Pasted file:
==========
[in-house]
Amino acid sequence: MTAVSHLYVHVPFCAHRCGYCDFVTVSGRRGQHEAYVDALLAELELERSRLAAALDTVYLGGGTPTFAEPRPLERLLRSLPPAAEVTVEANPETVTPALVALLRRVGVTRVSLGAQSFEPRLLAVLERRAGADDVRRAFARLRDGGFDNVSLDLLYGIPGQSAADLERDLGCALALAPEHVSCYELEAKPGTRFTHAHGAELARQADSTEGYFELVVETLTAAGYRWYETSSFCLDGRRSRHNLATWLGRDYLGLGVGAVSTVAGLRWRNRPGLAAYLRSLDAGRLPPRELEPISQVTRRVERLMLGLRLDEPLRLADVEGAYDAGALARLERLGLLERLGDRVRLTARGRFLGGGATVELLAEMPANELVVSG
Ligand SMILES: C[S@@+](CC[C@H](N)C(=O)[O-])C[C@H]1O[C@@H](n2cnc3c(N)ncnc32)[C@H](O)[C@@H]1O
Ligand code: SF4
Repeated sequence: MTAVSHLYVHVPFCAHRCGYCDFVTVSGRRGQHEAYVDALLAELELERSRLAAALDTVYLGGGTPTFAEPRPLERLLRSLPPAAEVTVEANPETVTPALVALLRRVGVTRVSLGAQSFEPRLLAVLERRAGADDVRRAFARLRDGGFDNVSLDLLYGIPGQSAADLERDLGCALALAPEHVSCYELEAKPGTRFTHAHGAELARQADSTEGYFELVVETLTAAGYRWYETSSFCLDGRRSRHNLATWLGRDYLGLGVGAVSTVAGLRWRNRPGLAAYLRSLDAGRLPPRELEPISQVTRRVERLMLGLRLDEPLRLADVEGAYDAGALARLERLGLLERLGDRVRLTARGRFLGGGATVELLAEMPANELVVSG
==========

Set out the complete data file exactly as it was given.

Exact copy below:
[in-house]
Amino acid sequence: MTAVSHLYVHVPFCAHRCGYCDFVTVSGRRGQHEAYVDALLAELELERSRLAAALDTVYLGGGTPTFAEPRPLERLLRSLPPAAEVTVEANPETVTPALVALLRRVGVTRVSLGAQSFEPRLLAVLERRAGADDVRRAFARLRDGGFDNVSLDLLYGIPGQSAADLERDLGCALALAPEHVSCYELEAKPGTRFTHAHGAELARQADSTEGYFELVVETLTAAGYRWYETSSFCLDGRRSRHNLATWLGRDYLGLGVGAVSTVAGLRWRNRPGLAAYLRSLDAGRLPPRELEPISQVTRRVERLMLGLRLDEPLRLADVEGAYDAGALARLERLGLLERLGDRVRLTARGRFLGGGATVELLAEMPANELVVSG
Ligand SMILES: C[S@@+](CC[C@H](N)C(=O)[O-])C[C@H]1O[C@@H](n2cnc3c(N)ncnc32)[C@H](O)[C@@H]1O
Ligand code: SF4
Repeated sequence: MTAVSHLYVHVPFCAHRCGYCDFVTVSGRRGQHEAYVDALLAELELERSRLAAALDTVYLGGGTPTFAEPRPLERLLRSLPPAAEVTVEANPETVTPALVALLRRVGVTRVSLGAQSFEPRLLAVLERRAGADDVRRAFARLRDGGFDNVSLDLLYGIPGQSAADLERDLGCALALAPEHVSCYELEAKPGTRFTHAHGAELARQADSTEGYFELVVETLTAAGYRWYETSSFCLDGRRSRHNLATWLGRDYLGLGVGAVSTVAGLRWRNRPGLAAYLRSLDAGRLPPRELEPISQVTRRVERLMLGLRLDEPLRLADVEGAYDAGALARLERLGLLERLGDRVRLTARGRFLGGGATVELLAEMPANELVVSG